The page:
This question already has an answer here:

For example: humans have red, iron-based blood, and breathe oxygen, like most mammals. Would a creature with silver-based blood have black blood? What gas would they breathe and why? To summarize, how are the three things linked, if they are? Could you provide examples?


marked as duplicate by John, AlexP, Nosajimiki, Morris The Cat, JBH Jul 3 at 14:17

This question has been asked before and already has an answer. If those answers do not fully address your question, please ask a new question.

  • 1
    $\begingroup$ the color doesn't depend on what you bearthe but what proteins you use to breathe i.e an animal that breathes oxygen can have green blood like worms and some squids or blue like crustacea, while some animals have transparent water like blood... $\endgroup$ – Charon Aug 7 '16 at 15:20
  • 1
    $\begingroup$ Ask on biology.stackexchange.com instead. $\endgroup$ – fredsbend Aug 7 '16 at 16:27

I believe I found the perfect National Geographic article for you.

  • Blood oxygen carrier - element - color - example animal
  • Hemoglobin - iron - red - humans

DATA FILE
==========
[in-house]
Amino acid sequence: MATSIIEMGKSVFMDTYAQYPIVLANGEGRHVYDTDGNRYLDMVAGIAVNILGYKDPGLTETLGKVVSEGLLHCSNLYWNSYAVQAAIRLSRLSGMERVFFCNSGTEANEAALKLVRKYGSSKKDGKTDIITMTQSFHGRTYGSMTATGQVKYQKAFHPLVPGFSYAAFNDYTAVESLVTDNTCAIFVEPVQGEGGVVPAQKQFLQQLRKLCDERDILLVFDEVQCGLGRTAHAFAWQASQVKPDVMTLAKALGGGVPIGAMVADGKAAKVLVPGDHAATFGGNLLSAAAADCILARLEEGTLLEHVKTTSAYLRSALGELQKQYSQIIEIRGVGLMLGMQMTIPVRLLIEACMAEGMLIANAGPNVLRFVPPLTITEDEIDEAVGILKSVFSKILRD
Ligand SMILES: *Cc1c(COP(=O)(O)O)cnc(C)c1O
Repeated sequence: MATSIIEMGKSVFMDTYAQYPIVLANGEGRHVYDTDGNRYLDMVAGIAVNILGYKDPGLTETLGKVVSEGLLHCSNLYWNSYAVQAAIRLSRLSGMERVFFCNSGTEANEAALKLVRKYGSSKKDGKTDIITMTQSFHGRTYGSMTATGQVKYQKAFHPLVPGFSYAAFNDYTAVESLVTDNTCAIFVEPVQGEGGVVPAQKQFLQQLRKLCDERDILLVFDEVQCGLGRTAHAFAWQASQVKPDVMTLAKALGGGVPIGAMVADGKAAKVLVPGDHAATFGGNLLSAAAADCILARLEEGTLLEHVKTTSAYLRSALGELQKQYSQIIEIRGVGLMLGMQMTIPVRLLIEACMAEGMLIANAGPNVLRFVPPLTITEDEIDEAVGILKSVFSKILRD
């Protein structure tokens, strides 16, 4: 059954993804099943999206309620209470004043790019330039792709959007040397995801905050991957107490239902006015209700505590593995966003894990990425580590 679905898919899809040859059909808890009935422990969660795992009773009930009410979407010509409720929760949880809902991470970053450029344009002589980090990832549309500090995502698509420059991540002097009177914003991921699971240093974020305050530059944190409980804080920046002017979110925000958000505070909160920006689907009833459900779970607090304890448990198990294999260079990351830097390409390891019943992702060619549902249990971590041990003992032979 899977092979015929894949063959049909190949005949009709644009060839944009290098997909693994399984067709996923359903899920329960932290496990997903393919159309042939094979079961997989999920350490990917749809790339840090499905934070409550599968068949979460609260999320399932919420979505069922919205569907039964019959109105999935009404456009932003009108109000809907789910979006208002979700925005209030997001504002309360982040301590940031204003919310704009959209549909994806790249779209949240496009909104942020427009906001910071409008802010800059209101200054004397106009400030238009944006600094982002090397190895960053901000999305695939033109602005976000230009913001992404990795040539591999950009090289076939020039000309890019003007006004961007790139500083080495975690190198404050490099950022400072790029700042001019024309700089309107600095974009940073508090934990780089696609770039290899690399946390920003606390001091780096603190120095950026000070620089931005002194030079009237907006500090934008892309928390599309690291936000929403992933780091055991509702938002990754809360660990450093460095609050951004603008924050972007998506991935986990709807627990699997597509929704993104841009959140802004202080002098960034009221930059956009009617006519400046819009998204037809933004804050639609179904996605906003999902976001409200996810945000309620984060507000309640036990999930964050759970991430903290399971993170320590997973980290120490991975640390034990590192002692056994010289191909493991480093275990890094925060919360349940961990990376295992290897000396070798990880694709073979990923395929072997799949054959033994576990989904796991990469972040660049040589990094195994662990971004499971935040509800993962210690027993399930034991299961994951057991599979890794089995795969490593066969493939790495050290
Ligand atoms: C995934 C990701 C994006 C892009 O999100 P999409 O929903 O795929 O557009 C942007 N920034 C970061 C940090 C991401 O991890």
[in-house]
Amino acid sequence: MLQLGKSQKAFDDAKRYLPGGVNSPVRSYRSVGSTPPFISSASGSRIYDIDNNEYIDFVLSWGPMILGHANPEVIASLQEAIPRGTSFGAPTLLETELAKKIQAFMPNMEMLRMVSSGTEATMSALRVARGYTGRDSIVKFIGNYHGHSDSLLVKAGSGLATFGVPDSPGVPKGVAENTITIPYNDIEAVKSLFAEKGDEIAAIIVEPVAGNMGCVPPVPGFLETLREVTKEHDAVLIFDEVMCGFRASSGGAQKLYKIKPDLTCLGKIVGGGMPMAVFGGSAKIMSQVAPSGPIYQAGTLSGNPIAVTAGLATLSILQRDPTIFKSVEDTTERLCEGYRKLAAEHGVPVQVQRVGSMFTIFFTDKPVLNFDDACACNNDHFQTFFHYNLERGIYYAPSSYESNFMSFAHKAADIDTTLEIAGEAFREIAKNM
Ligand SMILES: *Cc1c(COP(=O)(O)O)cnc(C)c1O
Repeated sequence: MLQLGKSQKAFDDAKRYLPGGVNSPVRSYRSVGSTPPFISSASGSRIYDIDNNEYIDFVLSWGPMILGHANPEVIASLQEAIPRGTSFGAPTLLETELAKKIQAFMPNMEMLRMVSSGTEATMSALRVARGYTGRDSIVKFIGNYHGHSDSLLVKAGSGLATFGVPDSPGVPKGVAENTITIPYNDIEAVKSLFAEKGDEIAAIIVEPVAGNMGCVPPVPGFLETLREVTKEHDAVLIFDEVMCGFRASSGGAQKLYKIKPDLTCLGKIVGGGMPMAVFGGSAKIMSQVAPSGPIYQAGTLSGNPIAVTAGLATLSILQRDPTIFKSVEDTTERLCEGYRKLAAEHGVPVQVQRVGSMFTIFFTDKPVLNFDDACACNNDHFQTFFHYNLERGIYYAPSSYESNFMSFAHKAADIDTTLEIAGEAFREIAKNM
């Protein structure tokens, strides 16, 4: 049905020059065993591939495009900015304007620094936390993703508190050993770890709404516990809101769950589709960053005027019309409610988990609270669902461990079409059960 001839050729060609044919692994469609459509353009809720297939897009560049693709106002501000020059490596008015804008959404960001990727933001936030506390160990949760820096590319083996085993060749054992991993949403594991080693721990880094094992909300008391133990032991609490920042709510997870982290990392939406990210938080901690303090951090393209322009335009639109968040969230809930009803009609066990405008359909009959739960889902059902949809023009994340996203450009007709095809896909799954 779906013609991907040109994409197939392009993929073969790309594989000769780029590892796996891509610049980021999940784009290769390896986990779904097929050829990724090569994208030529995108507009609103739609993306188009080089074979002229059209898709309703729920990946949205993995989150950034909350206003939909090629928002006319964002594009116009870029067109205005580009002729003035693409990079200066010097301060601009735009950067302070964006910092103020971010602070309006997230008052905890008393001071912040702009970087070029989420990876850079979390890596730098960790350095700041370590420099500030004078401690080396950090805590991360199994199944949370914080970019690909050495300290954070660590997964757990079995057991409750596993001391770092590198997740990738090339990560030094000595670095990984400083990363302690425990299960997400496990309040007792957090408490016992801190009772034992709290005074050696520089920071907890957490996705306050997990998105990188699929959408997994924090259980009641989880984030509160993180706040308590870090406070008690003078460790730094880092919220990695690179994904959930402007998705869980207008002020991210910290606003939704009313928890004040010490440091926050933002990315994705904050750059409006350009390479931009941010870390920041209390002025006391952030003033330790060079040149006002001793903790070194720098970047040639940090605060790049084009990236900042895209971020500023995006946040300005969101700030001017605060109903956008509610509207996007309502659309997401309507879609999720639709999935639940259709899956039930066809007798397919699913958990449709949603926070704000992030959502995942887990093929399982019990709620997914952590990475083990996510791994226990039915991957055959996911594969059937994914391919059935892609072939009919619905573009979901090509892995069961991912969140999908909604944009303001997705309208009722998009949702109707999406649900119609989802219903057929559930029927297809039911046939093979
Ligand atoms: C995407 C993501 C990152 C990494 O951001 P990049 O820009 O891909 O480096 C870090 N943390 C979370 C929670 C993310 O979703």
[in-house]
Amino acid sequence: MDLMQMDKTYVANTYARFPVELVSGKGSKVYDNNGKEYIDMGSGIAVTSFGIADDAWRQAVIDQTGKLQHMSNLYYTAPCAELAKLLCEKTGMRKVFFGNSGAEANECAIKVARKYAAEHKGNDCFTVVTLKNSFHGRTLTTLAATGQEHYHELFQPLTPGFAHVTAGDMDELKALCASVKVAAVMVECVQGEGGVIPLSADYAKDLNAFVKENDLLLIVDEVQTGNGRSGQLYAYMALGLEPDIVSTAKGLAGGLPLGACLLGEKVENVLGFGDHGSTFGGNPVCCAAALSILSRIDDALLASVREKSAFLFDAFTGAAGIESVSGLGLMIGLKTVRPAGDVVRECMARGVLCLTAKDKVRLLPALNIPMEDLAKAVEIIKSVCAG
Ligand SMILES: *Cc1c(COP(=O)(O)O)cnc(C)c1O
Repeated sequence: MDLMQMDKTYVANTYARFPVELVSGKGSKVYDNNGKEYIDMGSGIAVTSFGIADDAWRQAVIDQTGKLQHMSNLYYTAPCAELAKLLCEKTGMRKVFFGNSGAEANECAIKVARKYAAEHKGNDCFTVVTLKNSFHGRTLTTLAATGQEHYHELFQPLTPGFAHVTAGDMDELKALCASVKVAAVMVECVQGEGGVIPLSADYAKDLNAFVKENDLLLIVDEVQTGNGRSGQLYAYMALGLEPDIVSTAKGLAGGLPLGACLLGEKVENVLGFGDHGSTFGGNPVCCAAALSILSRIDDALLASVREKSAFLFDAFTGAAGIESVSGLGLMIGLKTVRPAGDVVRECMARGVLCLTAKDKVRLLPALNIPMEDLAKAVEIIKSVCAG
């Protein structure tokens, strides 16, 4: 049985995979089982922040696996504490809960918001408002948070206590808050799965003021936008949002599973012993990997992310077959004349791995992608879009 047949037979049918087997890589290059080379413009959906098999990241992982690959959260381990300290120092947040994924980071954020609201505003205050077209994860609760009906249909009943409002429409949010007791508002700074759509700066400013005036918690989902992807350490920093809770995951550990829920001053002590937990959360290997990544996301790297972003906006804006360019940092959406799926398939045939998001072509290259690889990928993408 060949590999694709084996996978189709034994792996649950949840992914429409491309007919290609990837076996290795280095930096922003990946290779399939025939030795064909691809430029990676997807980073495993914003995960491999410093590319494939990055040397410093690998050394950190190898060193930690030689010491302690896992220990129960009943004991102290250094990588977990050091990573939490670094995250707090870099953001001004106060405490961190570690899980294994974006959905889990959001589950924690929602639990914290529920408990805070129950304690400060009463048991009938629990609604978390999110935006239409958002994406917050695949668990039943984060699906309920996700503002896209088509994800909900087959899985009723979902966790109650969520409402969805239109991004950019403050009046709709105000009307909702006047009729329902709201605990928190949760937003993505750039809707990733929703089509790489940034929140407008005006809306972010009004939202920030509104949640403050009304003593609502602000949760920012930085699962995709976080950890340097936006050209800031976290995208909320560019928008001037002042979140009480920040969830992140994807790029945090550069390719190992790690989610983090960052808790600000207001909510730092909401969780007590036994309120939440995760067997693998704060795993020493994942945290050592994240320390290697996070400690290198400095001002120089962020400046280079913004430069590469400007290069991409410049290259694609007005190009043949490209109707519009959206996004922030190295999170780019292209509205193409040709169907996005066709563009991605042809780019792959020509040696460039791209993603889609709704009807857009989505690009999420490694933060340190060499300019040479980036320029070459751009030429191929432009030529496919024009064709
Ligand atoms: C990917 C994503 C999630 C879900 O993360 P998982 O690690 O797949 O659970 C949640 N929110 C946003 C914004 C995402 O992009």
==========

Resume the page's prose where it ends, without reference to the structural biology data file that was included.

• Hemocyanin - copper - blue - many octopodes
  • None - none - clear - ocellated icefish
  • Hemoglobin (which breaks down into biliverdin) - iron - green - green-blooded skink

Special: Hemargentum - silver - brownish black - I made it up

The purpose of these "carrier" materials is to make oxygen transportation more efficient. The ocellated icefish does not need a carrier material because it lives in water that is highly oxygenated already. Carrying this over to silver, the obvious transport compound would be silver oxide. Unfortunately, I believe silver oxide is chemically difficult to make, and this would result in a lot of wasted energy.

There's also the possibility of silver sulfate (Ag2SO4). Unfortunately, the standard way to create silver sulfate requires silver nitrate (AgNO3), and if you already have silver nitrate, I can't imagine turning it into silver sulfate is going to buy you more efficient energy transfer.

The problem I keep running into is that figuring out a plausible reason for something to have silver-based blood requires some deep organic chemistry knowledge. I hope I've given you a start, but you might need to find some biochemistry boards to ask on instead.


Not the answer you're looking for? Browse other questions tagged or ask your own question.